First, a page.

Saturday morning we were treated to a window seat as ‘nature’ took its course. An eight point buck was bedded down and patiently waiting in the back yard. We often see does and fawns in the yard (they devoured two of our young cherry trees last year! – we will have to protect the new ones better), but this was the first buck in the 12 years we’ve been in the house. His patience was rewarded when a doe came out from hiding under the spruce tree. A chase ensued, he caught up to her, and nature took its course (as this is a family blog I’ll skip those pictures – I’ve had some claim that even deer deserve their privacy – of course, then they should stay out of the back yard!). Suffice it to say that we might expect yet another fawn in the spring.
God’s creation is fascinating!
So why are conservative Christians as a group (with many individual exceptions) anti-science when it comes to these kinds of issues: pollution control, environmental protection, climate change? It boggles my mind because there is no good theological reason for this attitude. In fact such virtues as stewardship and love for others dictates that we of all people should care. Not as radical green idealists who put the rest of nature over human flourishing, but as humans, God’s image, in the world to care for it and for others. Air pollution is a devastating problem in many cities around the world – as Southern Californians know quite well. Anthropogenic climate change is also a reality. How devastating might be up for debate – I don’t think this is an entirely settled question – but that doesn’t mean that we should sit back and do nothing, or worse yet, accelerate our pursuit of technologies suspected of making it worse.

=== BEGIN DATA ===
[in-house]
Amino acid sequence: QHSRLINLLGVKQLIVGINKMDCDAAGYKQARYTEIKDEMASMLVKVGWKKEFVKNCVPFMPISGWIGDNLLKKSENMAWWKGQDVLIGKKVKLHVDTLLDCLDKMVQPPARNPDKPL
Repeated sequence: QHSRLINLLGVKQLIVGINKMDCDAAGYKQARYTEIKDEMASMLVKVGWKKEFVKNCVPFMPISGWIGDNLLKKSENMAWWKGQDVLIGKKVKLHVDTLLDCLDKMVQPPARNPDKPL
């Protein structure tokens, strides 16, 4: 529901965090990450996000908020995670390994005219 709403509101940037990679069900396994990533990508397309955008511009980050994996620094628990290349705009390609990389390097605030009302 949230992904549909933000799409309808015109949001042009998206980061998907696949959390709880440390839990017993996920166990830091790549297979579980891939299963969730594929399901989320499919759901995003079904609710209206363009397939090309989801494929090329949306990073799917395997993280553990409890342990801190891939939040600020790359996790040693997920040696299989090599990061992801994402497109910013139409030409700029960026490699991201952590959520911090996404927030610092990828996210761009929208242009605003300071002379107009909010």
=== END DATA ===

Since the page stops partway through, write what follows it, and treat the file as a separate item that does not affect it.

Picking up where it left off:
Katherine Hayhoe, an evangelical Christian, a climate scientist, and a voice advocating for careful consideration of the issues in the evangelical church (she isn’t willing to give up the term even though it has been tarnished by some of us) has an opinion piece in last Sunday’s New York Times. It is well worth the read. Although behind a paywall in general, the NY Times allows a certain number of free reads a month, so you may be able to access it even if not a subscriber. She concludes the piece:
By beginning with what we share and then connecting the dots between that value and a changing climate, it becomes clear how caring about this planet and every living thing on it is not somehow antithetical to who we are as Christians, but rather central to it. Being concerned about climate change is a genuine expression of our faith, bringing out attitudes and actions more closely into line with who we already are and what we most want to be.
This is why she continues to speak up and speak out – from her expertise and her faith. I have long encouraged the church to develop the wisdom to listen to faithful Christians with deep expertise in science (all sorts) and then act on this base of knowledge. Don’t count credentials – listen to the arguments and reasoning. This goes for the evolution ‘debate’ but many other issues as well – and creation care, from pollution control to climate change, has far more significant consequences than our in-house arguments about the age of the earth and the process of evolution.
If you wish to contact me directly you may do so at rjs4mail[at]att.net